One of the developments from the European MOR regulations (that continue in UK law) was the restriction on publishing deidentified occurrence reports that have come through the MOR system. I can see arguments both ways on this issue, but I think the old CAA approach struck a reasonable balance.

It is still possible to apply for access to certain occurrence information, but it must be for purpose of flight safety – gives more details.

CHIRP – the confidential human factors incident reporting programme is a good supplementary option for sharing incidents or observations relevant to aviation safety.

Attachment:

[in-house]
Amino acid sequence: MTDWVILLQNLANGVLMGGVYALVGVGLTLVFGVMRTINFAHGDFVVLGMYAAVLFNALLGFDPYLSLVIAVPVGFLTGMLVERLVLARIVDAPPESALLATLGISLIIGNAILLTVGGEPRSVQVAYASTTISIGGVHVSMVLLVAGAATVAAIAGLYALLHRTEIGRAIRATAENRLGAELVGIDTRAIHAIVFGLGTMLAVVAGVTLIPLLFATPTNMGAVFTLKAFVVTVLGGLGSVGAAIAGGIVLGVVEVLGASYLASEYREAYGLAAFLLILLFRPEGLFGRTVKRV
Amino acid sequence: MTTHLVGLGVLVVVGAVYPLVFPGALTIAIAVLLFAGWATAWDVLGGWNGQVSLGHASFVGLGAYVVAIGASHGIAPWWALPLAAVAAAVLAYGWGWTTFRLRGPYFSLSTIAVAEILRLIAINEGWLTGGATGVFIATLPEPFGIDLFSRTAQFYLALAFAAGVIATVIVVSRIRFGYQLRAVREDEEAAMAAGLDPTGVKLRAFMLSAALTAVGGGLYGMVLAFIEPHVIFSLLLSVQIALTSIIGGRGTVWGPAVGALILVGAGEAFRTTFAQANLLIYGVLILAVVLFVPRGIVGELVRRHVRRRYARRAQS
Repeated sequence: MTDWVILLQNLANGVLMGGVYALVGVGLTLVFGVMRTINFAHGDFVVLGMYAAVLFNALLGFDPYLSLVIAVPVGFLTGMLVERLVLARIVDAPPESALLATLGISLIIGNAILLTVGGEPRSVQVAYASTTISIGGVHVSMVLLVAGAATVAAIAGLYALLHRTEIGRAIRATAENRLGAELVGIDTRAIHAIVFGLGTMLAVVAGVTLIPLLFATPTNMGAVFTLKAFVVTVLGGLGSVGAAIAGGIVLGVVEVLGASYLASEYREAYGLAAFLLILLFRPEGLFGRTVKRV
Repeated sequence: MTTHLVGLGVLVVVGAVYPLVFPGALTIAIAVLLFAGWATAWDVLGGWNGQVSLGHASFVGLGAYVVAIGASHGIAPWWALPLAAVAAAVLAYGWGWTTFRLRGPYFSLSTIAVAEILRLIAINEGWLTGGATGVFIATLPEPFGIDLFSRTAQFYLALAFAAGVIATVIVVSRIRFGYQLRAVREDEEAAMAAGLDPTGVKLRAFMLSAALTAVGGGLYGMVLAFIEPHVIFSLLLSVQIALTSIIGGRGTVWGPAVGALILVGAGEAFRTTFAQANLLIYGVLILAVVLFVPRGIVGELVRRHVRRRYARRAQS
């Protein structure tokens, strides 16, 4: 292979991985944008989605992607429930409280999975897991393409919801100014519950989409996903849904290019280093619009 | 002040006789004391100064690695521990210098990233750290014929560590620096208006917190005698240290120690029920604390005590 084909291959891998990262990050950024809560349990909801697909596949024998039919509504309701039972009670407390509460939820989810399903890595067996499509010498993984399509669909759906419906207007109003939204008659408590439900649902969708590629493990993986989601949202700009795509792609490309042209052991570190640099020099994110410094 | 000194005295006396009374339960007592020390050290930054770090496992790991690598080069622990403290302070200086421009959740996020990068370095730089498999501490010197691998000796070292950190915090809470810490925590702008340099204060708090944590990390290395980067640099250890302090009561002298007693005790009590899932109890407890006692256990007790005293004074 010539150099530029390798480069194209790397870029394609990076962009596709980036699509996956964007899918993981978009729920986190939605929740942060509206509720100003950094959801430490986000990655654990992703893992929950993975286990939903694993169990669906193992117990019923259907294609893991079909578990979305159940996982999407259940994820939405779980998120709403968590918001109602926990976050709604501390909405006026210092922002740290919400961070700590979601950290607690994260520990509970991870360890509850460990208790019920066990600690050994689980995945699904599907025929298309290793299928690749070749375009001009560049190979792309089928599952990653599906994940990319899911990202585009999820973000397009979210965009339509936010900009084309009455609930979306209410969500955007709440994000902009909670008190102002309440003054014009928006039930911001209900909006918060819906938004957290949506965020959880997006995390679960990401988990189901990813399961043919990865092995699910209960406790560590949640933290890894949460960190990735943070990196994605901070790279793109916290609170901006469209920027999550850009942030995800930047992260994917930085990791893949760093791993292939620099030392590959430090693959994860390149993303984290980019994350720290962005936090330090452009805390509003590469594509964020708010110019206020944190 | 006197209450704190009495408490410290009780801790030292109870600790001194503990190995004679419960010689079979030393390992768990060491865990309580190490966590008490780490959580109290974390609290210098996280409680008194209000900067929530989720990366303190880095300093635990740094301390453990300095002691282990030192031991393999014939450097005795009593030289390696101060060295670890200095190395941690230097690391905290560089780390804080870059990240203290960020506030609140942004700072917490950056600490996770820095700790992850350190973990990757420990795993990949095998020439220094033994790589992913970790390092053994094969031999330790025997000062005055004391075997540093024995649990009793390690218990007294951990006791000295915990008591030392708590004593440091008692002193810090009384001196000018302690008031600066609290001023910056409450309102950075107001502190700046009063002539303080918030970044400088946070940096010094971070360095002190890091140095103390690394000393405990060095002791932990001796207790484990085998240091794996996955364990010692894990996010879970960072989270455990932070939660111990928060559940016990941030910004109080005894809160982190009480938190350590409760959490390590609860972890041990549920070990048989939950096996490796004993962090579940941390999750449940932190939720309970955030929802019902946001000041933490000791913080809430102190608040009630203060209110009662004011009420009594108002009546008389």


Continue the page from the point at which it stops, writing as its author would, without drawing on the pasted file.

Unlike MORs, CHIRP does publish deidentified reports in a digest around four times a year with some commentary and trend analysis. I always find these interesting, so as well as submitting an occurrence report to the CAA, you may also wish to write to CHIRP with your story.

Update: The original article may have implied that an MOR is not necessary when the AAIB have been contacted regarding an accident or serious incident. If the pilot in command is fit to do so, an MOR must also be submitted for any accident or serious incident, via the MOR reporting portal. Other stakeholders, such as aerodrome managers or organisational personnel should report any relevant accidents or serious incidents via the portal or their organisational reporting system, as applicable.

More info:

· AAIB· or
· Skyway Code (p142)